By The Sea

BY THE SEA must have seemed like the proverbial “good idea at the time” to Angelina Jolie and Brad Pitt. She wrote and directed it. Starring together, they essentially filmed it on their honeymoon, having finally married after 10 years together, which started on the only other movie they made together, the 2004 hit Mr. and Mrs. Smith. They shared credit producing it, the $10,000,000 cost obviously forgoing their usual commanded salaries. Filming was done in Malta, on the island of Gozo. Released in 2015 to mostly scathing reviews, it made but $538,460 in the States, another $2,766,467 internationally. The following year she filed for divorce. That star-break still hasn’t reached finality as of the Spring of 2021. Their movie, which runs 122 minutes, requires almost as much patience from the audience as that displayed by their legal teams, without the satisfaction of a payoff. Can you sue them? Surely there are lawyers out there who would take your case, citing “irreconcilable waste of time.”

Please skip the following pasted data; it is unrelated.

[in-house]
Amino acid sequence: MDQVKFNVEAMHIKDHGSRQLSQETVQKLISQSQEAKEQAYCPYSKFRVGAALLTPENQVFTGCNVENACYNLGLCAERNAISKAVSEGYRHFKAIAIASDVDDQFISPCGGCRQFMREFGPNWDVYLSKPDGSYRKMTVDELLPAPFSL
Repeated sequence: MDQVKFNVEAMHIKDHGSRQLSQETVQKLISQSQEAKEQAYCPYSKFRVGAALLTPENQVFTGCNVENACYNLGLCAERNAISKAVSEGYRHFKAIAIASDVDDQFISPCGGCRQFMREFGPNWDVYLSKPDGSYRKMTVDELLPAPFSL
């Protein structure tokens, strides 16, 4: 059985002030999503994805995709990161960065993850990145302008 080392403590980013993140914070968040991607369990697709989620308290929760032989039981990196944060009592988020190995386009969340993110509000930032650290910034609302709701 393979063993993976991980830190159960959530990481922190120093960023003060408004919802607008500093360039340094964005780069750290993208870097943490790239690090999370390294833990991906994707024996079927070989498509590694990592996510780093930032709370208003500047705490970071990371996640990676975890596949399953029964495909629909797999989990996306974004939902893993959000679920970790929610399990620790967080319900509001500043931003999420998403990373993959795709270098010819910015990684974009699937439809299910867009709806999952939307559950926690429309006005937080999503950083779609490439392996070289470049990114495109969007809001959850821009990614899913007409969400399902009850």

The story pits the Pitt’s in a pity party best described as, yes, pitiful. In the late 1960’s (early 70’s?: doesn’t matter & you won’t care) ‘Roland’ (Brad) and ‘Vanessa’ (Angie) take an extended stay at a seaside hotel in southern France, hoping to repair their disintegrating marriage. When a happy newlywed couple (Mélanie Laurent and Melvil Poupaud) take the neighboring room, the depressed veterans become voyeurs to the frisky business next door thanks to a small hole in the wall. Ultimately, all will be revealed.

Getting there is the problem, as scene after crawl by with an inconsolable Vanessa doing a lot of staring (out to sea), languishing in designer pain, while Roland, a writer struggling to write, spends a lot of his frustrated time drinking at the local café run by old ‘Michel’ (Niels Astrip), who resigned to his own misery.

Seeking to emulate the ennui studies portrayed in Euro art house flicks of the 60s and do a study of grief, Jolie’s lifeless script undercuts her capable direction. See it with your partner when trying to decide whether to stay together yourselves: this will ensure you break up. Stray moments of professionally employed emoting and Christian Berger’s lush cinematography can’t save it from a slow death. The most interesting character—the only one—is a 1967 Citroën DS Chapon convertible.

Best exchange—ROLAND: “You resist happiness.”  VANESSA: “Don’t quote some book and try to analyze my life.”  ROLAND: “You don’t resist happiness?”   VANESSA: “Are you trying to illustrate your point by making me unhappy?”

Mission accomplished.




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